Leading by example: student at a recruitment fair at Donghua University in Shanghai © Reuters
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While dedicated initiatives to develop female talent are firmly entrenched at US and European business schools, they are only just getting off the ground at their Asian counterparts.

One outcome is that women are severely under-represented in leadership positions at finance companies in the region. Just 13 per cent of executives and 14 per cent of board members at Asia-Pacific finance companies are women, according to management consultancy Oliver Wyman. This compares to 21 per cent of executives and 23 per cent of board members at North American finance companies, and 16 per cent and 24 per cent, respectively, in Europe.

Sean Ferguson is associate dean of masters programmes at Hong Kong University of Science and Technology, which draws students from around the region. He contrasts Asian institutions with his previous experience at Texas-based Rice University’s MBA programme, which organises a recruitment weekend dedicated to bringing female potential students to campus for an introduction to the school, with partial subsidies for airfares and other expenses.

“In [Asia] there’s a sense that if you do something specifically for women you have to do something to help men as well,” says Mr Ferguson. “But if you look at the disparities for board directors and senior management, clearly there’s a specific issue we need to focus on.”

One element in serving women is to design programmes that fit their lifestyles. For MBA and executive MBA programmes, the typical student has between five and 15 years of work experience, a stage of life that for women often coincides with childbearing. Early-career masters programmes tend to draw a higher share of female students.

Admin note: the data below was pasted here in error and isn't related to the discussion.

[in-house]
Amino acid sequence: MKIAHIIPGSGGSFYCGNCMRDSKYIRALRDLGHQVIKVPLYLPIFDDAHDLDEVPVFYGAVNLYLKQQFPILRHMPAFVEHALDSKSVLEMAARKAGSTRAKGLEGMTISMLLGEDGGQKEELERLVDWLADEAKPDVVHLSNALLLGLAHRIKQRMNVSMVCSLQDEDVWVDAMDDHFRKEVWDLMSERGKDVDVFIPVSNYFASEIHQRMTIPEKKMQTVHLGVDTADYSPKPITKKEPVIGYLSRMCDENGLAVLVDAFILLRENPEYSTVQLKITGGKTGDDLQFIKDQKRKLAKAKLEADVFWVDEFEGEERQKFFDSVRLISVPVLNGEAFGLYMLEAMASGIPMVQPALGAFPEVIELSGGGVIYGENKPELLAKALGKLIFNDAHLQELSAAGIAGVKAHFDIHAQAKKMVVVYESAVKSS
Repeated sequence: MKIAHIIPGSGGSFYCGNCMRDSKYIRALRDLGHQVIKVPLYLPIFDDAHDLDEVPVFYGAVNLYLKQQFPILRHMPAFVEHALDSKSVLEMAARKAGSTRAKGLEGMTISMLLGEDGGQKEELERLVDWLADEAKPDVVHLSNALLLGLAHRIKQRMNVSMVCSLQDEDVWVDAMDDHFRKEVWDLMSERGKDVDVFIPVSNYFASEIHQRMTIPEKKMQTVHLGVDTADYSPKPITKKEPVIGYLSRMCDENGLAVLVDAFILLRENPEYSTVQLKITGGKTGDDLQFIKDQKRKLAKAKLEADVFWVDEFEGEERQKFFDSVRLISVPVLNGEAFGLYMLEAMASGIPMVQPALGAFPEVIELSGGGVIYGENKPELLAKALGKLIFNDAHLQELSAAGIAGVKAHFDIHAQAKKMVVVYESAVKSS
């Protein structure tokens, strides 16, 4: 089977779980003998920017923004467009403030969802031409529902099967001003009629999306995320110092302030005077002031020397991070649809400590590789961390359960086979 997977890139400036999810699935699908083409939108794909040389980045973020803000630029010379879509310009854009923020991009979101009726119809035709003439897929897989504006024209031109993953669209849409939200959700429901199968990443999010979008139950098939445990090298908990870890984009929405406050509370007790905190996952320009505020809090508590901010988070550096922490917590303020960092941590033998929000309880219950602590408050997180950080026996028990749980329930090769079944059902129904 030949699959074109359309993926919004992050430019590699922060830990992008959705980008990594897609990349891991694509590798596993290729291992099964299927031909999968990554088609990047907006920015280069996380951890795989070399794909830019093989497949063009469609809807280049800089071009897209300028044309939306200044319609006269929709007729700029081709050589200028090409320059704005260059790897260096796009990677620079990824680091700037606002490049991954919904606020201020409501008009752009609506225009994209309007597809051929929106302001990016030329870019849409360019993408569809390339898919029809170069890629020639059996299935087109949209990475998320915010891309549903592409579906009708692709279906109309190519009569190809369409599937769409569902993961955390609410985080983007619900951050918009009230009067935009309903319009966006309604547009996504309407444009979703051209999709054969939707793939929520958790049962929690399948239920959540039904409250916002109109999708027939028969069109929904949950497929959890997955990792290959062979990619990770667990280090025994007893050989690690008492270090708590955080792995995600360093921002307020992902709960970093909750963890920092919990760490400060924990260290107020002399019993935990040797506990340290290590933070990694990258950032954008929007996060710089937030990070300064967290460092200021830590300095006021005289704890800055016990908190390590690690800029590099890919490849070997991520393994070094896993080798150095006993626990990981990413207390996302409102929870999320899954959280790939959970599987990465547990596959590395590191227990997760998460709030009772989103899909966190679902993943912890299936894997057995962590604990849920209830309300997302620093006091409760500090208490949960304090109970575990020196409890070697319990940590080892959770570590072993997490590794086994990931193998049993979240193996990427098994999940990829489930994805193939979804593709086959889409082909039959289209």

Despite cultural obstacles, some Asian business schools are setting an example. Gender diversity consultancy 20 First named Hong Kong university a “star performing school” because more than 40 per cent of its students and 30 per cent of its faculty are women. HKU and its Women in Leadership Club have teamed up with Women in Finance Asia, a volunteer group, to organise networking events and discussion forums.

Kritika Kumar spent four years at credit rating agency Moody’s before attending HKU, where she is president of the Women in Leadership Club. “Business schools in certain countries such as France and the US are doing a lot in this regard. Definitely, the push is required in Asia,” she says.

In mainland China, the Antai College of Economics and Management at Shanghai Jiao Tong University has an impressive roster of female alumni. Liu Yao, who graduated in 2006, is vice-president of Shanghai Jiayin Financial Services, which operates the Ni Wo Dai peer-to-peer lending platform. Its Chinese name translates as “You and I lend”. Ms Liu helped Ni Wo Dai become one of the first online lending platforms to expand into offline branches.

Among more senior female financial executives in Asia, many attended business schools in the west. Teresita Sy-Coson, chair of BDO Unibank, the Philippines’ largest lender by assets, attended New York University before returning to her home country. Jeanette Wong, head of institutional banking at DBS Bank in Singapore, received her MBA from the University of Chicago. Today she mentors students there and at the National University of Singapore’s undergraduate business programme.

20 First notes that, in general, achieving relative balance among students is easier than among faculty. As a result, business schools often have higher percentages of female students than they do of academics. Ultimately, there are limits to what business schools can achieve without broader social change. At China Europe International Business School’s Chinese-language executive MBA programme, which is limited to students in upper management, only 27 per cent of the class is female, compared to 42 per cent for its financial MBA programme, which is geared at younger students.

Zhang Yuan, an MBA student at Renmin University in Beijing, has already experienced discrimination applying for financial internships. “Especially in the financial sector, recruiters will clearly state that they prefer male students,” she says. “Or in job announcements, some financial institutions will say things like ‘females must be at least 160cm tall . . . and elegant.’”

Women’s advocates want business schools to contribute to social change by addressing issues of gender in the workplace. “Business education has a tendency to be gender-blind, and to equate gender blindness with gender equality,” says Catherine Ng, a management and marketing professor at Hong Kong Polytechnic University. “I think it’s a mistake to do that. By not recognising that women and men are not always treated equitably at work, business education perpetuates a work culture that continues to favour men over women.”

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